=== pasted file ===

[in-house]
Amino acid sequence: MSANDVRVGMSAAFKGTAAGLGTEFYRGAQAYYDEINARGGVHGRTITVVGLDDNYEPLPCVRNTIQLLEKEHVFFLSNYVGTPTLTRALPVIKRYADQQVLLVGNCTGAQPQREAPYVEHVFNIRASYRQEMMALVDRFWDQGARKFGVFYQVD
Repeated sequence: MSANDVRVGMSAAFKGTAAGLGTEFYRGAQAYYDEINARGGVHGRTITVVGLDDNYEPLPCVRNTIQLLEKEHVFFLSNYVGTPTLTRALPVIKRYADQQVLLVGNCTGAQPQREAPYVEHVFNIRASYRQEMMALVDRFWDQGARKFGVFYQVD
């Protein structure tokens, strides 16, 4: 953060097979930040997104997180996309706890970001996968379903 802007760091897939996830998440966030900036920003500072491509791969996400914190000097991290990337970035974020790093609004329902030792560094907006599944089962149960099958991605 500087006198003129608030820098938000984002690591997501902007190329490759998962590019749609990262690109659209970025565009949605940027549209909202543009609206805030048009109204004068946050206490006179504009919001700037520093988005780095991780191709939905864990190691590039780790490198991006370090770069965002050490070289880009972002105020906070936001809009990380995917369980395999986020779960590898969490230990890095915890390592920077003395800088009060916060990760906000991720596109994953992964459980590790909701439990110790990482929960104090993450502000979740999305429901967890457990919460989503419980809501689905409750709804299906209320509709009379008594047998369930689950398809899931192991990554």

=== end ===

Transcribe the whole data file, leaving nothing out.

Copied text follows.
[in-house]
Amino acid sequence: MSANDVRVGMSAAFKGTAAGLGTEFYRGAQAYYDEINARGGVHGRTITVVGLDDNYEPLPCVRNTIQLLEKEHVFFLSNYVGTPTLTRALPVIKRYADQQVLLVGNCTGAQPQREAPYVEHVFNIRASYRQEMMALVDRFWDQGARKFGVFYQVD
Repeated sequence: MSANDVRVGMSAAFKGTAAGLGTEFYRGAQAYYDEINARGGVHGRTITVVGLDDNYEPLPCVRNTIQLLEKEHVFFLSNYVGTPTLTRALPVIKRYADQQVLLVGNCTGAQPQREAPYVEHVFNIRASYRQEMMALVDRFWDQGARKFGVFYQVD
């Protein structure tokens, strides 16, 4: 953060097979930040997104997180996309706890970001996968379903 802007760091897939996830998440966030900036920003500072491509791969996400914190000097991290990337970035974020790093609004329902030792560094907006599944089962149960099958991605 500087006198003129608030820098938000984002690591997501902007190329490759998962590019749609990262690109659209970025565009949605940027549209909202543009609206805030048009109204004068946050206490006179504009919001700037520093988005780095991780191709939905864990190691590039780790490198991006370090770069965002050490070289880009972002105020906070936001809009990380995917369980395999986020779960590898969490230990890095915890390592920077003395800088009060916060990760906000991720596109994953992964459980590790909701439990110790990482929960104090993450502000979740999305429901967890457990919460989503419980809501689905409750709804299906209320509709009379008594047998369930689950398809899931192991990554």